“You can’t have a healthy marriage if you don’t have a healthy brain,” says Daniel Amen, a psychiatrist and author of "Change Your Brain, Change your Life" and "Magnificent Mind at Any Age." He often displays magnetic-resonated images that display views of healthy brains next to brains affected by alcohol, drugs, or diseases. Healthy brains look whole and smooth while the affected brains are riddled with holes and gaps.
It sounds so obvious and yet, we tend to live without giving much thought to brain care. We worry about how our bodies look, the numbers on a scale, achieving our career goals, and preserving our marriages and other significant relationships but we don’t pay much attention to the very control center that drives every area of our lives: our brains. As the marriage editor, I was particularly piqued by Amen’s connection between unhealthy brains and unhealthy marriages.
He spoke about a couple in marriage counseling and how, after years of therapy that cost nearly 25 thousand dollars, the counselor finally suggested divorce. The problem was that the couple couldn’t make changes. “He’s such a jerk,” the wife complained. After further questioning, Amen learned that the husband’s oppositional behavior began when he took a job working in a furniture refinishing plant where he was exposed to toxic airborne chemicals. After a transfer to another part of the plant, the husband’s brain—and marriage—began to improve.
Toxins affect our brain health which influence our behaviors and attitudes which, in turn, determines how we relate to others. Amen outlined key brain toxins, some of which include environmental toxins, drugs, smoking, medications, alcohol, caffeine, stress, lack of sleep, lack of proper nutrition and lack of oxygen (aerobic exercise). How many of us fall prey to these harmful substances or factors without realizing that they diminish the quality of our relationships?
According to Amen, an unhealthy brain often cause these typical behaviors: anger, low tolerance, unfocused thinking, anxiety, memory loss, impulsive behavior, impaired sexuality, and inability to maintain job and relationship satisfaction. Do you or your spouse exhibit some of these symptoms? If you honestly reflect on your recent marital conflicts, could poor brain health be a contributing factor?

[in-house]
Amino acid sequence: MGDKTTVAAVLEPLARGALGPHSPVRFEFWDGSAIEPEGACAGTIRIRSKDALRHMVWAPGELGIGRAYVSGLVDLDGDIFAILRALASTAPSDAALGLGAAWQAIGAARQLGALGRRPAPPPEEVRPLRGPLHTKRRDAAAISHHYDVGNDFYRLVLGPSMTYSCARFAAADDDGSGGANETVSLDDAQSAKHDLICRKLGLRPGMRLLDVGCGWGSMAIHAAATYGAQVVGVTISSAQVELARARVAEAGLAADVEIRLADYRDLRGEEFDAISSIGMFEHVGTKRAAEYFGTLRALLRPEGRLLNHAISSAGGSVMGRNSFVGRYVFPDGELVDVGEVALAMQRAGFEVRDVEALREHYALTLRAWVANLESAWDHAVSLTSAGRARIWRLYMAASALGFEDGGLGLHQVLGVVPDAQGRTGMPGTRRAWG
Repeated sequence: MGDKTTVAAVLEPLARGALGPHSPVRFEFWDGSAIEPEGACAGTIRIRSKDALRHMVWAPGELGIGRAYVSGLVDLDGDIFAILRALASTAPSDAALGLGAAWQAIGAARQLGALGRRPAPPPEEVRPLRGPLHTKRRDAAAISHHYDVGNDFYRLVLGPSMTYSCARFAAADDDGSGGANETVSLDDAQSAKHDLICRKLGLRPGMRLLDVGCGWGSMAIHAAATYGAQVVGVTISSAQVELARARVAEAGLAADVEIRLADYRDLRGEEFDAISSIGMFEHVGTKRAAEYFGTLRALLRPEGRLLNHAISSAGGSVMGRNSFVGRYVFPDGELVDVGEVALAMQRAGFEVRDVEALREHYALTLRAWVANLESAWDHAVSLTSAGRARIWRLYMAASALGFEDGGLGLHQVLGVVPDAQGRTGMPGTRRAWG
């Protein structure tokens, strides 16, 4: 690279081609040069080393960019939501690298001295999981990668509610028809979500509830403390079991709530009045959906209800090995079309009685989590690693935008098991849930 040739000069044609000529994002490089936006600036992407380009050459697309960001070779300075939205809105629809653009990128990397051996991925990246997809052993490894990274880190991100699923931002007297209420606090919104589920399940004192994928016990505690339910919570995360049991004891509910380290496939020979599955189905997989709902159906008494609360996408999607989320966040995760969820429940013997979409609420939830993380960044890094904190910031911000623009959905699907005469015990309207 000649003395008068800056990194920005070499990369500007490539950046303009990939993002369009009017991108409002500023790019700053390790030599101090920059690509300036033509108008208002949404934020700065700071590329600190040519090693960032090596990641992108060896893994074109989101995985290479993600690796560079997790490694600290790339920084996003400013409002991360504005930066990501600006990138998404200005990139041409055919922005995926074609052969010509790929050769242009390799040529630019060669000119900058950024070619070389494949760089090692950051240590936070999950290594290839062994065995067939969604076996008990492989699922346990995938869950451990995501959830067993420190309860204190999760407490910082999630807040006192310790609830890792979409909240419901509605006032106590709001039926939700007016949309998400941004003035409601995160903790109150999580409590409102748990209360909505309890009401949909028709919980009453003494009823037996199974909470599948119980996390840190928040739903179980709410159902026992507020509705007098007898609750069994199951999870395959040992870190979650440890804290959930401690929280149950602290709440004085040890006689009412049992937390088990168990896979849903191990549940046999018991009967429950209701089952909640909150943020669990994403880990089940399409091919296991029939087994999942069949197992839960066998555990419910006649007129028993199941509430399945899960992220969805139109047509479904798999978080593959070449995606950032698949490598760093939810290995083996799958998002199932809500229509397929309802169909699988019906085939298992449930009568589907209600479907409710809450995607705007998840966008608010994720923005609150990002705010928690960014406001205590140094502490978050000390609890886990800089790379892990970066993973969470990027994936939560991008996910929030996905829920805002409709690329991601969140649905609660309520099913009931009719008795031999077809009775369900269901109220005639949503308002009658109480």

Admittedly not all marital conflicts may be caused by unhealthy brains. There are other factors that influence our behavior and attitudes, namely genetics, upbringing and education. If, for example, religious differences are causing marital discord, no matter how healthy the brains involved, there will be contention. But perhaps, healthy brains are better equipped to settle these matters in a mutually beneficial manner, minus emotional theatrics. When a brain is maintained in optimum health, it can cope with external factors including relationship conflicts.
Amen’s books include fascinating brain images, research, anecdotes and an in-depth brain health plan, but here are just a few of the tips he gives to help you improve your brain health. Try them to see if they improve your marriage as well:
1. Exercise. Amen can’t stress enough the importance of exercise because it oxygenates the blood and brain. Oxygen-starved brains cause headaches, irritability and inattention.
2. Avoid smoking, drugs and alcohol. All three are dangerous toxins to the brain. Contrary to recent studies that support alcohol consumption, Amen says that alcohol is poison to the brain. Only a very small amount taken weekly is the most that should be consumed.
3. Sleep. Rest is vital to the brain. Sleep deprivation kills brain cells.
4. Proper nutrition. He lists several key vitamins and minerals that support brain health found in foods like salmon, walnuts, avocados and blueberries. He also recommends vitamin supplements.
5. Sufficient hydration. Dehydration seriously impairs the brain’s ability to process.
6. Stress avoidance. Stress, and the hormone cortisol that it releases, shrinks the brain!
These sound similar to advice given for general well-being and health for the body. But somehow, brain health—and a better marriage—is a stronger motivator to adopt these habits than simply fitting into a smaller size of jeans. Amen says he provides far more in his books, including a special step-by-step brain health plan.
I know that when I'm feeling ill or just off balance, health-wise, I don't have as much patience for even minor marital irritations. I decided to make brain health a priority and I encourage you to do the same. Then, stop by in the Marriage forum to let us know how your healthy brain efforts have affected your marital relationship!